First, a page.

It's a painting by John Singer Sargent that used to hang here in the Portland Museum of Art. The brilliant curator had hung it at the end of a long, quiet corridor so you got to approach it slowly
and appreciate it from various distances. Glen and I discovered it one day and stood there together for a very long time appreciating it--the subtle, exuberant layers of white and the lightest yellow paint for the light on the stairs--it made me so happy, calm, and slightly wistful, and it evoked a long-ago memory that has haunted me for many years of squatting at the foot of my parents' gray wooden back stairs and playing in the sunlight. (I still wonder what that memory was about. . . it's the source of a line in capital letters in my book The Encyclopedia of Scotland: ("AT THE FOOT OF FADED GRAY STAIRS". . . Here's me standing on those stairs c. 1970:
A few days ago I was wondering about the Sargent painting, when and whether I would ever change my screensaver. I've had the stairs there for so long, and they've been inspiring me with the excitement of discovery. . . but lately I've been noticing the corner at the top of the stairs, and wondering what's around that bend. Still, I couldn't imagine what could ever replace those singing, operatic stairs.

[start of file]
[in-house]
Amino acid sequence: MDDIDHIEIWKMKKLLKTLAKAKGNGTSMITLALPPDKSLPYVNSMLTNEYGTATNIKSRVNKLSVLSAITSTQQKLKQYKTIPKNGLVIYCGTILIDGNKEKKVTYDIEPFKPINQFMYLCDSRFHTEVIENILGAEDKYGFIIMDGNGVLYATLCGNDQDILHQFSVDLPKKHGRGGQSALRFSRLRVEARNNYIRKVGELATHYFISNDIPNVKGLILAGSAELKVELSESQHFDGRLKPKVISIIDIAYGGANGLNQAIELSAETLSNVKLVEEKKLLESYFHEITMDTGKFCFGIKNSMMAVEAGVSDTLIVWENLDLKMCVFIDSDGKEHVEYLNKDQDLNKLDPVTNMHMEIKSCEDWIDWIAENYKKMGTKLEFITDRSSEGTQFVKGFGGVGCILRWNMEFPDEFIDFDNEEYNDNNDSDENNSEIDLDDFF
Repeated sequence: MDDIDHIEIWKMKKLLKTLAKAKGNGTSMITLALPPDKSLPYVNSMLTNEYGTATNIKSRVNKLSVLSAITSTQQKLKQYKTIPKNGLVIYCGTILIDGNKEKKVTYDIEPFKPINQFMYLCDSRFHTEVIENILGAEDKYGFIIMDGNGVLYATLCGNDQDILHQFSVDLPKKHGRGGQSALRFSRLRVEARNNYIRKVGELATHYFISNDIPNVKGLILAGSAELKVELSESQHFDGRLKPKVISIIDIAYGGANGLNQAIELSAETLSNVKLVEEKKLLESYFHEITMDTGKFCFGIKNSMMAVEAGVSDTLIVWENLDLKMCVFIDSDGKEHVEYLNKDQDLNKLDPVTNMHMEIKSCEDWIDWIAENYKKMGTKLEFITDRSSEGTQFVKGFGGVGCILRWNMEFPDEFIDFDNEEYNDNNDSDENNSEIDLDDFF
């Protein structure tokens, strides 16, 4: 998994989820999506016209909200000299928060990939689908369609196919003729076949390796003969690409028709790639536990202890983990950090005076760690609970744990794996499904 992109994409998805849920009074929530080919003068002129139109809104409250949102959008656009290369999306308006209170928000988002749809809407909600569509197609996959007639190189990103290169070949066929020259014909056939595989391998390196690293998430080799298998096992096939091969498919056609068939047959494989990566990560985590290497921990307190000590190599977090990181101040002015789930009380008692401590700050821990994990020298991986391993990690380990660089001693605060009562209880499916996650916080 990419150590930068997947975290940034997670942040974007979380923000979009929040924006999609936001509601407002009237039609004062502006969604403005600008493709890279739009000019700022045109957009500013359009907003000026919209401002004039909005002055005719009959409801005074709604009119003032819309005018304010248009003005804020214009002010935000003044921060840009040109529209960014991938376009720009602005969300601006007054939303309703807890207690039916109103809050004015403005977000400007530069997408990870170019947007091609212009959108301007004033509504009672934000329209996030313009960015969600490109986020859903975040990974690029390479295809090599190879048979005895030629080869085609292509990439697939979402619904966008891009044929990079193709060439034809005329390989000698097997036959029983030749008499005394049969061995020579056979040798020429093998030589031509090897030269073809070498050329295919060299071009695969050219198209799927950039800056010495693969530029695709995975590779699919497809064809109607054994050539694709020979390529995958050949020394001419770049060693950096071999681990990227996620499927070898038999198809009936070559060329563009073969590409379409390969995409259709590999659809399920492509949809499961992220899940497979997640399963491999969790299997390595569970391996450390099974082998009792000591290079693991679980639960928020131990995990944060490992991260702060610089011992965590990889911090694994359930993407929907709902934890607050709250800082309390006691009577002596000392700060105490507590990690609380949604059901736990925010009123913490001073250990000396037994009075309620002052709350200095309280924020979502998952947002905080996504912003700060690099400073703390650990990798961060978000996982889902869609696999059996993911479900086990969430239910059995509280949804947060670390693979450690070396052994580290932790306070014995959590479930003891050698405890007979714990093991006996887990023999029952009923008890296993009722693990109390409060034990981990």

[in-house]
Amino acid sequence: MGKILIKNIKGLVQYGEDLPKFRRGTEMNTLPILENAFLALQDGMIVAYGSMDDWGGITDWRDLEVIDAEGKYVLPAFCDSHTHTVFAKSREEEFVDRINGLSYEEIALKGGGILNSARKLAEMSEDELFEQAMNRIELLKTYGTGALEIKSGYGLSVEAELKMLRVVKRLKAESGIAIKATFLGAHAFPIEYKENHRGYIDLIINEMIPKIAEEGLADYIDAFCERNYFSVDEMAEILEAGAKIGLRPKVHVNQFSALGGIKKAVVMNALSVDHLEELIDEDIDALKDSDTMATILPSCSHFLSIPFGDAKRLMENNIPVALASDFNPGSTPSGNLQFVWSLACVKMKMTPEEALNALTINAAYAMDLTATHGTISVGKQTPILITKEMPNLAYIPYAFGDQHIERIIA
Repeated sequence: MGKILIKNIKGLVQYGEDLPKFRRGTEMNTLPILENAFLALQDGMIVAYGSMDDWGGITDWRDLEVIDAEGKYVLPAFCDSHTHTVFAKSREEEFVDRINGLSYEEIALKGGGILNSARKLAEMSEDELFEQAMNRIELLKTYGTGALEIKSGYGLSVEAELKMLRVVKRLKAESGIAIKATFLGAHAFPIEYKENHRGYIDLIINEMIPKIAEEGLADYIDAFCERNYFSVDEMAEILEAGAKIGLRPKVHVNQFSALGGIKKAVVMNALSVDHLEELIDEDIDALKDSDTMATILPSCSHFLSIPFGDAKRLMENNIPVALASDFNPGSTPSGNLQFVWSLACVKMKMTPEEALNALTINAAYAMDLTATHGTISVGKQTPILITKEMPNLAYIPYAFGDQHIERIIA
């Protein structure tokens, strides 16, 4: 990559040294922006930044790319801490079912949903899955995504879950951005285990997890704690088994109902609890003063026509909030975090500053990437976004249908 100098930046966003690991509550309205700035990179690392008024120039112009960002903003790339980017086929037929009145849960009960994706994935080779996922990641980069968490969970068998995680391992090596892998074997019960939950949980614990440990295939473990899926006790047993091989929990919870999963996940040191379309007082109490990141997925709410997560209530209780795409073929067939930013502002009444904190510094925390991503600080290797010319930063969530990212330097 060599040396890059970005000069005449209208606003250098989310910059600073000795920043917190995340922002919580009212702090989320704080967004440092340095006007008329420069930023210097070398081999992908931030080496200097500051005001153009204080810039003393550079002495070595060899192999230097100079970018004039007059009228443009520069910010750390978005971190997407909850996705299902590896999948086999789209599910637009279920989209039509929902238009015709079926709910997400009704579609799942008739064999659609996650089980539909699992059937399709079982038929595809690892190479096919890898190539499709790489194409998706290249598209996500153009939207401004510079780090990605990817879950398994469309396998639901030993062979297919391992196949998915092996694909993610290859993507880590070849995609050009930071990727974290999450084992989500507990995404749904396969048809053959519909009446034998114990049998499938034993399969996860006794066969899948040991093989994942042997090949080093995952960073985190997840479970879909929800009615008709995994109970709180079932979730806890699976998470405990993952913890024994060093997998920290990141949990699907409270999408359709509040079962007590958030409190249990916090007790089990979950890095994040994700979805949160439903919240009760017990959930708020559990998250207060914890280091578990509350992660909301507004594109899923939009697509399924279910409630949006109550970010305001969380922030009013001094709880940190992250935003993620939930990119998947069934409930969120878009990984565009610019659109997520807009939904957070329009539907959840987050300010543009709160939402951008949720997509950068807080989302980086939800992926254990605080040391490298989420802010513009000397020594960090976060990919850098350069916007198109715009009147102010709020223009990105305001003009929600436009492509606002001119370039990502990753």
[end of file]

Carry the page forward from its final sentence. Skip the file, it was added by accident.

And then this morning, the day after a wonderful journey with my local shamans which connected me joyfully with masculine divine energy and the spirit of the woods, I received this photo of fiddleheads in an email from Cathy Taylor. I don't think I know Cathy personally; she may have been associated with last year's Wild Weeds Poetry Contest on this blog, because that phrase was in the address field. Cathy's fiddleheads have become my new screensaver! Thank you, Goddess, spring, and Cathy, not to mention the Green Man whose energy these ferns convey to me so deeply, for their gorgeous, searching, eloquent new beauty.